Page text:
With it’s rough cracked bark and shelves of evergreen needles, the Scot’s pine (Pinus sylvestris) is very easy to spot in a landscape. In Britain, small groves of trees were often planted near farmsteads as a sign for drovers that they would be welcome and have a place to graze their cattle or sheep.
Country folk would use pine cones as a way to forecast the weather. In dry weather the cone scales open out, but when the scales close is a sure sign that storms and rain are on the way.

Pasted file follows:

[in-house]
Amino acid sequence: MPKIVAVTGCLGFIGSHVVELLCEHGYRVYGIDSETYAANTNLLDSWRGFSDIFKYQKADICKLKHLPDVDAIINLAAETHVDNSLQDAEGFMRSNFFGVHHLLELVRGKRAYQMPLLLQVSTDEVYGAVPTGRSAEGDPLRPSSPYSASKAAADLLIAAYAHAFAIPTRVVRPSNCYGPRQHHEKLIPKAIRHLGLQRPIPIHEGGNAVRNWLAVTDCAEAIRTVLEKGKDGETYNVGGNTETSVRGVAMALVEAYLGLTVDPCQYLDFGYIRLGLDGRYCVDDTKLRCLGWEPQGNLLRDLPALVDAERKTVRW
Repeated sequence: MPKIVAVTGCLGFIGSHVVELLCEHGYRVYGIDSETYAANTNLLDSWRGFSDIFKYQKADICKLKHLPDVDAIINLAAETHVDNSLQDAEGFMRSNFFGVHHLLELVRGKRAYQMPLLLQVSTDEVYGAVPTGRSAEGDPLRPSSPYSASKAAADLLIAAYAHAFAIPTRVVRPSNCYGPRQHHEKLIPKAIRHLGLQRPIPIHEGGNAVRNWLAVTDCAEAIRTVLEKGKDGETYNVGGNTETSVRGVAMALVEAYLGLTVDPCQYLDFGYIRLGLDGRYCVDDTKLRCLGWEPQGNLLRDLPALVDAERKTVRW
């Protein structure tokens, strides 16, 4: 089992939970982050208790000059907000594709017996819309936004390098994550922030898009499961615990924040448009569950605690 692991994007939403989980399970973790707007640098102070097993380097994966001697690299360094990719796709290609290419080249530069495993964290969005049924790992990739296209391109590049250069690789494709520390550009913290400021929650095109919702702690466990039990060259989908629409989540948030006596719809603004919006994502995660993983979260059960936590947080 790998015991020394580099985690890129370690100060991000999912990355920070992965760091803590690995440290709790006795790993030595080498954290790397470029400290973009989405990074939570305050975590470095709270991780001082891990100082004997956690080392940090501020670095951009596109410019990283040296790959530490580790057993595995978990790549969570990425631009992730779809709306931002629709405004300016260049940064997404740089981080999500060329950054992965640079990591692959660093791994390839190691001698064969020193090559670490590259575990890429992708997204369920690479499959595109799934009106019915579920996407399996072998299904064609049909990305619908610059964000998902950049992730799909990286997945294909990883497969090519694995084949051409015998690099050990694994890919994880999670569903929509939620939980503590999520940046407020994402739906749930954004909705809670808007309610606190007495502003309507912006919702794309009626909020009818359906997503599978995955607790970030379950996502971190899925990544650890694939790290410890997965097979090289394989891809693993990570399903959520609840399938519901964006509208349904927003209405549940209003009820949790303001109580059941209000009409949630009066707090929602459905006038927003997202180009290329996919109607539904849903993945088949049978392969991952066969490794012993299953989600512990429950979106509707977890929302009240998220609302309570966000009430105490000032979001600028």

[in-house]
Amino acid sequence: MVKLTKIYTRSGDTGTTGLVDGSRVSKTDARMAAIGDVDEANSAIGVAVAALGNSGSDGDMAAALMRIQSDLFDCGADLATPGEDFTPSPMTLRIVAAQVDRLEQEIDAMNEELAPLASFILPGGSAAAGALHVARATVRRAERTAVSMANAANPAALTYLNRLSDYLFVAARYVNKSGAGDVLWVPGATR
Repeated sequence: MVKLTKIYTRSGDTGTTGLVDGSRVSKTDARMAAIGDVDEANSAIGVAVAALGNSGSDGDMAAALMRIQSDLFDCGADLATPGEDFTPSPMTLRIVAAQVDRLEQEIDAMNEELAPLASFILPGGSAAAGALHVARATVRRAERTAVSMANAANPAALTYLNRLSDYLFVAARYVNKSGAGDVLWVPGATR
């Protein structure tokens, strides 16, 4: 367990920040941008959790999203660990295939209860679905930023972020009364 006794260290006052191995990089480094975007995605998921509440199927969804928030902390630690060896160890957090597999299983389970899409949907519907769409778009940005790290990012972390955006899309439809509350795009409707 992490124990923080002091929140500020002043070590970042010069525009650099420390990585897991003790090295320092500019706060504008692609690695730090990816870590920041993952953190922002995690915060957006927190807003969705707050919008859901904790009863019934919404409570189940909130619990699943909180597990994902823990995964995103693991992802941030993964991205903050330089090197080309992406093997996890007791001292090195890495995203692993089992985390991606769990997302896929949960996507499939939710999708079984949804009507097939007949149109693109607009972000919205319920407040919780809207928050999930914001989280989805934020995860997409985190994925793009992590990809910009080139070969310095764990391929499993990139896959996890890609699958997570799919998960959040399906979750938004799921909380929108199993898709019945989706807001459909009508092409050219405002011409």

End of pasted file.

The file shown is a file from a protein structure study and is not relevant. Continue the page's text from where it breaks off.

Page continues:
Pine trees secrete an aromatic resin, which is very antiseptic, and was chewed as a kind of medicinal chewing gum. When distilled, the resin makes Oil of Turpentine, which was used as a rub for sprains, bruises and rheumatic pains.
The needles also have medicinal uses and were suggested to ease toothache by boiling in vinegar and packing around the tooth.
[sources: A Modern Herbal, M Grieve; Flora Britannica, Richard Mabey; A Tree in Your Pocket, Jacqueline Memory Paterson]
[photo: ‘pine cone’, Nov ‘13, instagram @smallblackcats]